(NOTE: Sorry about the the posts being out of order, but for some reason iTunes did not pick this up when it was originally posted. I have posted it here hoping that iTunes sees it this time.)
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This episode features Stephen Seiler, PhD a well-known sports scientist. Dr. Seiler is an American who lives in Norway where he has worked with various Olympic teams and studied sports performance.
Dr. Seiler might be best known for his ideas about polarized training; an idea that bucks the conventional wisdom of endurance training. He did not just pull this out of thin air; he was working with high level athletes and coaches and looking at their training. He looked at the training of rowers, cross country skiers, and runners and found that they were training at the ends of the continuum of intensity. A lot (80% or so) of the training was well below the lactate threshold (think the intensity one can sustain for an hour) while a smaller portion (~20%) was spent at a very high percentage of VO2max. The athletes and coaches were avoiding the "black hole" that is that intensity around lactate threshold. Dr. Seiler expounds on this area.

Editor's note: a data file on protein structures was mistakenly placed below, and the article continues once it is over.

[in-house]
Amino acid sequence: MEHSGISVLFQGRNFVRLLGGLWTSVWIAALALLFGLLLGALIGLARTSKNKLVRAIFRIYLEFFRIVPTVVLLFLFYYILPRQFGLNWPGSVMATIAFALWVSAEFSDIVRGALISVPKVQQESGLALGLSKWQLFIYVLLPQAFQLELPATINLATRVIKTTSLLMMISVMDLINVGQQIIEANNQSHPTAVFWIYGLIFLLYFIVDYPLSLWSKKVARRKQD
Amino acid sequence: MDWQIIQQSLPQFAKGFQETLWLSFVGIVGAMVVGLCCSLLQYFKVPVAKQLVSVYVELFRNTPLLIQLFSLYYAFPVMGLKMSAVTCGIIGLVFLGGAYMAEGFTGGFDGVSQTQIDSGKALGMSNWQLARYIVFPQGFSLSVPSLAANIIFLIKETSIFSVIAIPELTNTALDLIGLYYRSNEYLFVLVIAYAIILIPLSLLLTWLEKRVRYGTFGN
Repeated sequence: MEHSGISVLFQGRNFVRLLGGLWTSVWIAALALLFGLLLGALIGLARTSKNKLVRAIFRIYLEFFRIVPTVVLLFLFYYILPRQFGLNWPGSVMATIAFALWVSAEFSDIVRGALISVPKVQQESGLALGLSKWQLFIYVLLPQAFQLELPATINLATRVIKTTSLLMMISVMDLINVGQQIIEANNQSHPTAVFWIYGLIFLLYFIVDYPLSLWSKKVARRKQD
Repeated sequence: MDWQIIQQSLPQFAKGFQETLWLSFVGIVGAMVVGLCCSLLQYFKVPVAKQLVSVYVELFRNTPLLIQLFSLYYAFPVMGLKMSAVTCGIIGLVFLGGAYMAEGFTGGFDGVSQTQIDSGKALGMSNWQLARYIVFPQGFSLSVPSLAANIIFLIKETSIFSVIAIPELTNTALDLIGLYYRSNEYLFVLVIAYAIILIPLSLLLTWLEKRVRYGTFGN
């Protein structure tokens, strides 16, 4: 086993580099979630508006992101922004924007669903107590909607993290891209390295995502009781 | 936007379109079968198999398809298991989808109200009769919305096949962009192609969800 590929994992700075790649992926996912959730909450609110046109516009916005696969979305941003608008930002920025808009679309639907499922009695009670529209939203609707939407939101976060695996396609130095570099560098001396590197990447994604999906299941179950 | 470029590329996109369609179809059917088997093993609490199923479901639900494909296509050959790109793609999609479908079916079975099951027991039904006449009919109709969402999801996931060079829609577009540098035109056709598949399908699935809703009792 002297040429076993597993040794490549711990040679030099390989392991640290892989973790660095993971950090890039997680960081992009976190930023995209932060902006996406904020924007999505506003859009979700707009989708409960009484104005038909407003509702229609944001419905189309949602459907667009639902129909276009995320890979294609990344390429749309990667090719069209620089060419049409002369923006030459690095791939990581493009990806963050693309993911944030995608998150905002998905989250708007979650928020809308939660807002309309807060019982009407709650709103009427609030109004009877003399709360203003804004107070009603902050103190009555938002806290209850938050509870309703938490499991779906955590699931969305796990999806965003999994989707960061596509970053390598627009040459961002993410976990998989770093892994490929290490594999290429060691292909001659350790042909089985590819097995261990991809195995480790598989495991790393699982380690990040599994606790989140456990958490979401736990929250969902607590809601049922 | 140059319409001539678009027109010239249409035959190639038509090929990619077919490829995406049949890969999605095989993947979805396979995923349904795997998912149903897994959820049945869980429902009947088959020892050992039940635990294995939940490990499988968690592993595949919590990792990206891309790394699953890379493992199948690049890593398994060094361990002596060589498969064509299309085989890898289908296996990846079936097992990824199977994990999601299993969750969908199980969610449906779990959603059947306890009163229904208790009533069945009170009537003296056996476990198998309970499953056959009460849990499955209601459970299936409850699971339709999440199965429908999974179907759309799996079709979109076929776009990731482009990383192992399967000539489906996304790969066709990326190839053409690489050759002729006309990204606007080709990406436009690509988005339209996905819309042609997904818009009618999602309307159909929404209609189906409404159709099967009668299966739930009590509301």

That reference to a "black hole" led me to suggest a General Relativity of training, but I went with "Theory of Everything" because I liked the movie of that title about Stephen Hawking.
We also discuss his Hierarchy of Endurance Training inspired by Maslow's Hierarchy of Needs. The pyramid starts with a foundation of training concepts that were well-researched and widely accepted and then moves up the pyramid to things that become more important once we have the lower layers taken care of. I think that people are looking for shortcuts or to do exotic things whereas the biggest bang for the buck comes from more mundane well-established methods. This is the Hype Curve Dr. Seiler mentions in the podcast.
Here are some links that relate to the podcast.